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No ball

Lines between India’s political and cricketing establishments have been blurred. Modi-Sushma controversy is a warning.

By: Express News Service |
Updated: June 18, 2015 12:00:39 am

The Lalit Modi-Sushma Swaraj controversy serves a cautionary note to politicians: they are one leaked email away from the next scandal that underlines the promiscuous criss-crossing and disappearing lines between the cricketing and political establishments in India. Being photographed, ringside, at an IPL game like Sushma Swaraj and Vasundhara Raje were, or vying for the top post of the cash rich league’s governing council like Rajeev Shukla did, must now be seen to be fraught with dangers that can return to haunt. For too long now, these growing intimacies, that include favours done with disregard to due process, out-of-turn allowances, and unchecked conflicts of interest, in the backdrop of big money and big power, have been an ill-kept secret. Now, the cover appears to have been blown by a controversy that, ironically enough, features at its centre two of the BJP’s most effective leaders — Sushma Swaraj, under whose quiet but resolute helmsmanship the external affairs ministry has notched several achievements, and Vasundhara Raje, who is the chief minister who has shown remarkable political boldness in initiating difficult projects, like that of labour reform, in Rajasthan.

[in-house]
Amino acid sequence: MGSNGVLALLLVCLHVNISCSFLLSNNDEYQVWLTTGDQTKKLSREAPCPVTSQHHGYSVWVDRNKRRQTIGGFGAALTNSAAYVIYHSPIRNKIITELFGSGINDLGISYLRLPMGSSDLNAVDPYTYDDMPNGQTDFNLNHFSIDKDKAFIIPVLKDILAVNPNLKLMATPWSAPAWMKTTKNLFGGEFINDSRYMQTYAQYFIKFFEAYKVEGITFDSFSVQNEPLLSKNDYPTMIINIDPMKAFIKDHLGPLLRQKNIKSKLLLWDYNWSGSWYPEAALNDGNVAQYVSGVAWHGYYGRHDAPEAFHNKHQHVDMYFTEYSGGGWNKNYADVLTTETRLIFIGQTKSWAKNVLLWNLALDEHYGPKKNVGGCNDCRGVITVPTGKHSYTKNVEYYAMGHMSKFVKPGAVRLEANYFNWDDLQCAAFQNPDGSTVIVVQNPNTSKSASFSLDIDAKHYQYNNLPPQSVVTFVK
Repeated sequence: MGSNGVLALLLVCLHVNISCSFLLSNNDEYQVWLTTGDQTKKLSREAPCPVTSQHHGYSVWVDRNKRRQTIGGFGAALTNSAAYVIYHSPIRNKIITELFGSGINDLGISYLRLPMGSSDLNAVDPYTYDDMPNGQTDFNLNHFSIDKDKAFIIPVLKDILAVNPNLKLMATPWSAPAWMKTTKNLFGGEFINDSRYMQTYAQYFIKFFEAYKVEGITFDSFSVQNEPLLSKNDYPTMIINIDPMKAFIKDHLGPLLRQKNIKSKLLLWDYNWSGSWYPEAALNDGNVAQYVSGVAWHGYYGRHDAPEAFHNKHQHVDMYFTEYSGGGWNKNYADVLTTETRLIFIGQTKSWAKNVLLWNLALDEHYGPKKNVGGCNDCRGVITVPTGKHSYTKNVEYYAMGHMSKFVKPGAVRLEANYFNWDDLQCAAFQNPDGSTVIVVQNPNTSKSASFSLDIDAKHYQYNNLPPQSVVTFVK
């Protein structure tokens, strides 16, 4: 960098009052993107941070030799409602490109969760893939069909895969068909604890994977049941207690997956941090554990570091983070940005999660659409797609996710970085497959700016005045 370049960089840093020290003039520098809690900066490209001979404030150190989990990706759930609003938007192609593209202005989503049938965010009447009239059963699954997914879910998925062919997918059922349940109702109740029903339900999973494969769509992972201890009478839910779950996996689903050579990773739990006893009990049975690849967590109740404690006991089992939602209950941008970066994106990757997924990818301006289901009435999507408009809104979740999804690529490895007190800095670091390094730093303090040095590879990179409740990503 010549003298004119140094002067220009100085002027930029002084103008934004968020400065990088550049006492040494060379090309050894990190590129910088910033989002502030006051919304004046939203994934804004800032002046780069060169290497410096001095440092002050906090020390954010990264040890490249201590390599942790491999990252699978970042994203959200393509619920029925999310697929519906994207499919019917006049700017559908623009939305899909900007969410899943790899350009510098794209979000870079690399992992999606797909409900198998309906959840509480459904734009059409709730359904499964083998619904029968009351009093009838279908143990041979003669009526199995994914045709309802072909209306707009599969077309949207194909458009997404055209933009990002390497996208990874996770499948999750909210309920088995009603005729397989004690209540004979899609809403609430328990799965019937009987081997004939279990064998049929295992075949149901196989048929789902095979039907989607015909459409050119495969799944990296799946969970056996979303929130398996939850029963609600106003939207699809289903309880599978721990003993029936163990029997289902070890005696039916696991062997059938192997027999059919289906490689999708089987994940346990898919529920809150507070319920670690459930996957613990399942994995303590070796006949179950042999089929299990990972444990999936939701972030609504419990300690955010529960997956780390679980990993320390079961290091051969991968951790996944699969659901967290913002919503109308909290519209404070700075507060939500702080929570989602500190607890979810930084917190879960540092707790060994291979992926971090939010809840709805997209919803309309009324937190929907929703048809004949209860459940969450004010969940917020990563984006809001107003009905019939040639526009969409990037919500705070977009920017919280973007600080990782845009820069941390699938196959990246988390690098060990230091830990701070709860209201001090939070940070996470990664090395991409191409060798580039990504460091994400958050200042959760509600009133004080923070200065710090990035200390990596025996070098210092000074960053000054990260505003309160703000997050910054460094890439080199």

This is not an argument for politicians to keep away from sporting events completely. US President Barack Obama is often spotted at the NBA and NFL games, he has even starred in a YouTube video, displaying a spot of fancy dribbling. But when powerful politicians are seen in the players’ dugouts, when they invite accusations of stitching up consortiums for franchises, or when politicians head most of the state cricket associations and openly push and pull for a place under the IPL officialdom’s sun, there is certainly reason to worry. By hyphenating their names with the IPL, politicians have lost the moral authority to play the bigger and much-needed role of rule-enforcer.

India’s political class is much too smitten by cricket. They need some distance from the dugout if they want to avoid being dragged into controversy. They need to heed what Justices R.M. Lodha and A.R. Dave of the Supreme Court said in 2012: “Let cricket be a game and not a ball for politicians”. As men and women answerable to the electorate, they can at best play the role of a regulator who keeps a watchful eye on the conduct of a big money event like the IPL, instead of plunging into the revelry and then repenting at leisure.

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First published on: 18-06-2015 at 12:00:36 am
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